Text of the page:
Demonetisation killed rural wage growth, shows Ind-Ra data

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Updated: August 24, 2018 1:41:00 PM

India's rural wage growth has slumped from an average of 11% in the financial years 2013-15 to a mere 0.45% in the financial years 2016-18, due to the negative impact of demonetisation, a report said.

Rural wage growth killed by demonetisation; fell from 11% to mere 0.45% in last 3 years, show Ind-Ra dataRural wage growth killed by demonetisation; fell from 11% to mere 0.45% in last 3 years, show Ind-Ra data (Image: IE)

India’s rural wage growth has slumped from an average of 11% in the financial years 2013-15 to a mere 0.45% in the financial years 2016-18, due to the negative impact of demonetisation, a report said. An analysis of 25 different occupations in rural areas by India Ratings showed that rural wage growth slumped to decimal points from double-digit in last three years despite government support.

India Ratings noted that even as there were efforts to hike rural wage and support rural employment scheme, they merely ended up shielding nominal wages from falling post demonetisation. “While these measures may have helped shield the nominal wages from falling, they did not provide the necessary impetus to strengthen real wage growth and reduce rural distress in a significant way,” the report said.

“In August 2016 the government had raised the minimum wage for non-agricultural labourers by 42%. As a result, when demonetisation hit the cash-based rural economy, it did not have a drastic effect on non-agricultural rural wages. In addition, the highest ever budget allocation for Mahatma Gandhi National Rural Employment Guarantee Scheme was made in the period after demonetisation to shield the rural/informal economy from the after-effects of the regulatory move,” the report explained.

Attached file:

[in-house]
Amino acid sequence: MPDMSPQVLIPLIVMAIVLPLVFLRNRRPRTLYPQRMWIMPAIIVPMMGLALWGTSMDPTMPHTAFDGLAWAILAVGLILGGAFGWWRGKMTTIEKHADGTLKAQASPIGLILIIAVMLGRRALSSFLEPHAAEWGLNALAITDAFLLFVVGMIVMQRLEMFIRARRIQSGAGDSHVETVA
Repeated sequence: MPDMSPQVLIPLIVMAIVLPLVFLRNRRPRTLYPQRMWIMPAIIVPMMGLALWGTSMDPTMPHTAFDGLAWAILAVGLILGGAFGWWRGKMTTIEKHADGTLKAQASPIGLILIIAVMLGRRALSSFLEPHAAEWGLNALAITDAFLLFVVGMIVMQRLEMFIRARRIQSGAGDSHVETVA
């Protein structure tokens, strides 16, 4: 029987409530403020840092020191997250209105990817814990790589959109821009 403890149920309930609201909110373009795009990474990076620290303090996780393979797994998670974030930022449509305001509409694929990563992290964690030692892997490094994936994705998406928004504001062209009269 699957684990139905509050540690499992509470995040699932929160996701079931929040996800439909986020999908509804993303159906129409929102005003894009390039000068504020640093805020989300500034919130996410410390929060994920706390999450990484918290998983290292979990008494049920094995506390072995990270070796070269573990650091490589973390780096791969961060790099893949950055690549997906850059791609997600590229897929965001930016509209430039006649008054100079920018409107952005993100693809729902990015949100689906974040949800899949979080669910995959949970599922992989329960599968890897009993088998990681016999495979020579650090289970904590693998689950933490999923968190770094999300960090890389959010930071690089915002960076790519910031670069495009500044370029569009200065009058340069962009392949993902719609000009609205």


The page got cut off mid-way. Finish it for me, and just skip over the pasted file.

Fall in rural wage growth was not limited to major agricultural occupations. Even nominal wage growth rates for animal husbandry, which were robust earlier, fell from 21.48%-34.77% in FY13-15 to 7% FY17-18. Notably, India suffered two consecutive drought years in 2014-15 and 2015-16, which also led to farmers’ distress.

However, the largest chunk of the rural population is made of daily wage earners, not farmers, the report said, adding that an equal focus on both rural wages and farm income is vital to relieve rural distress. On the decision to hike minimum support price for the Kharif season, India Ratings said that it will provide only ‘notional comfort’. “It requires a far more concerted effort including a strategy to augment rural infrastructure,” the report said.

 

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